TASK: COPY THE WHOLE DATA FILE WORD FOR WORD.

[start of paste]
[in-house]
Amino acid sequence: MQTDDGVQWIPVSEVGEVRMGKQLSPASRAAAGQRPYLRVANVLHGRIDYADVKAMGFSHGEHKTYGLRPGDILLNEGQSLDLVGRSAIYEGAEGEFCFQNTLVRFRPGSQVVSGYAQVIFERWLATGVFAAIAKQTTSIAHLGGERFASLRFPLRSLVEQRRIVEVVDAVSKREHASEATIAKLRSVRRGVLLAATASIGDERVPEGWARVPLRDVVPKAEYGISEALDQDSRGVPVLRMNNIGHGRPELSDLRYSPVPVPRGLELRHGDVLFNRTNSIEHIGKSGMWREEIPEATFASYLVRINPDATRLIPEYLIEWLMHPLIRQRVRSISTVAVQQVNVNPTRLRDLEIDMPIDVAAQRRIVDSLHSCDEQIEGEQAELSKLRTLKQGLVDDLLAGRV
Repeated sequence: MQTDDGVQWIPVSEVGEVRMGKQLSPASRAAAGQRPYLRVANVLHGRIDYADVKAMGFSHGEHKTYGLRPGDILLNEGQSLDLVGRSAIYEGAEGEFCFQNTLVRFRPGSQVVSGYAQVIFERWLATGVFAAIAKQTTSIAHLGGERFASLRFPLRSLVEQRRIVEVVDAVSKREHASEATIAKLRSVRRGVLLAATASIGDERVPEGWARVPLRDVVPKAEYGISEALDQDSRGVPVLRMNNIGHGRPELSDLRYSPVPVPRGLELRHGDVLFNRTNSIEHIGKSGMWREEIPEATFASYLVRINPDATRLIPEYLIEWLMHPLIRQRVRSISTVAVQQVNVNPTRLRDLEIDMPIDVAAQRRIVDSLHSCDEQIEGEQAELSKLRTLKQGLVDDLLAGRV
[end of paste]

[in-house]
Amino acid sequence: MQTDDGVQWIPVSEVGEVRMGKQLSPASRAAAGQRPYLRVANVLHGRIDYADVKAMGFSHGEHKTYGLRPGDILLNEGQSLDLVGRSAIYEGAEGEFCFQNTLVRFRPGSQVVSGYAQVIFERWLATGVFAAIAKQTTSIAHLGGERFASLRFPLRSLVEQRRIVEVVDAVSKREHASEATIAKLRSVRRGVLLAATASIGDERVPEGWARVPLRDVVPKAEYGISEALDQDSRGVPVLRMNNIGHGRPELSDLRYSPVPVPRGLELRHGDVLFNRTNSIEHIGKSGMWREEIPEATFASYLVRINPDATRLIPEYLIEWLMHPLIRQRVRSISTVAVQQVNVNPTRLRDLEIDMPIDVAAQRRIVDSLHSCDEQIEGEQAELSKLRTLKQGLVDDLLAGRV
Repeated sequence: MQTDDGVQWIPVSEVGEVRMGKQLSPASRAAAGQRPYLRVANVLHGRIDYADVKAMGFSHGEHKTYGLRPGDILLNEGQSLDLVGRSAIYEGAEGEFCFQNTLVRFRPGSQVVSGYAQVIFERWLATGVFAAIAKQTTSIAHLGGERFASLRFPLRSLVEQRRIVEVVDAVSKREHASEATIAKLRSVRRGVLLAATASIGDERVPEGWARVPLRDVVPKAEYGISEALDQDSRGVPVLRMNNIGHGRPELSDLRYSPVPVPRGLELRHGDVLFNRTNSIEHIGKSGMWREEIPEATFASYLVRINPDATRLIPEYLIEWLMHPLIRQRVRSISTVAVQQVNVNPTRLRDLEIDMPIDVAAQRRIVDSLHSCDEQIEGEQAELSKLRTLKQGLVDDLLAGRV